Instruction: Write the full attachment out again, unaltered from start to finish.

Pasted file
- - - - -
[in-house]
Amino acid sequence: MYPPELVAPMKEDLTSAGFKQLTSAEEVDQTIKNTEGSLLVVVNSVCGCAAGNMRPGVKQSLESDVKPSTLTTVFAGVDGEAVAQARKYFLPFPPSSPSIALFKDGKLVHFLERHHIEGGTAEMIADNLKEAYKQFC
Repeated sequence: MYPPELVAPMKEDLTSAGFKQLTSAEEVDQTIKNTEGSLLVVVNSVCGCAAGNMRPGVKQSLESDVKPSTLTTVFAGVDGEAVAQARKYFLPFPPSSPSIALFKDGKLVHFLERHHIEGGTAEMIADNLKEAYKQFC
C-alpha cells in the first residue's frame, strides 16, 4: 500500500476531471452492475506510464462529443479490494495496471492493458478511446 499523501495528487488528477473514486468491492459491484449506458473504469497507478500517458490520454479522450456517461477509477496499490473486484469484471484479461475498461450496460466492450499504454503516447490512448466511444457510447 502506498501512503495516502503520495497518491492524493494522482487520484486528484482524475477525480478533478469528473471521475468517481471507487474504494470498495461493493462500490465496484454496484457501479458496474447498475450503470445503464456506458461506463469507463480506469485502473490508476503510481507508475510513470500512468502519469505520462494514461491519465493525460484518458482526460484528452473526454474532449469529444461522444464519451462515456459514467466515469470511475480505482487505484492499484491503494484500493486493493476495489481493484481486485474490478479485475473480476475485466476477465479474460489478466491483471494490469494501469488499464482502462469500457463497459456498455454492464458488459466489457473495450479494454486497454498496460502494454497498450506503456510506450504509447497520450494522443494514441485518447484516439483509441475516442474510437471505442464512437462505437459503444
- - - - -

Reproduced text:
[in-house]
Amino acid sequence: MYPPELVAPMKEDLTSAGFKQLTSAEEVDQTIKNTEGSLLVVVNSVCGCAAGNMRPGVKQSLESDVKPSTLTTVFAGVDGEAVAQARKYFLPFPPSSPSIALFKDGKLVHFLERHHIEGGTAEMIADNLKEAYKQFC
Repeated sequence: MYPPELVAPMKEDLTSAGFKQLTSAEEVDQTIKNTEGSLLVVVNSVCGCAAGNMRPGVKQSLESDVKPSTLTTVFAGVDGEAVAQARKYFLPFPPSSPSIALFKDGKLVHFLERHHIEGGTAEMIADNLKEAYKQFC
C-alpha cells in the first residue's frame, strides 16, 4: 500500500476531471452492475506510464462529443479490494495496471492493458478511446 499523501495528487488528477473514486468491492459491484449506458473504469497507478500517458490520454479522450456517461477509477496499490473486484469484471484479461475498461450496460466492450499504454503516447490512448466511444457510447 502506498501512503495516502503520495497518491492524493494522482487520484486528484482524475477525480478533478469528473471521475468517481471507487474504494470498495461493493462500490465496484454496484457501479458496474447498475450503470445503464456506458461506463469507463480506469485502473490508476503510481507508475510513470500512468502519469505520462494514461491519465493525460484518458482526460484528452473526454474532449469529444461522444464519451462515456459514467466515469470511475480505482487505484492499484491503494484500493486493493476495489481493484481486485474490478479485475473480476475485466476477465479474460489478466491483471494490469494501469488499464482502462469500457463497459456498455454492464458488459466489457473495450479494454486497454498496460502494454497498450506503456510506450504509447497520450494522443494514441485518447484516439483509441475516442474510437471505442464512437462505437459503444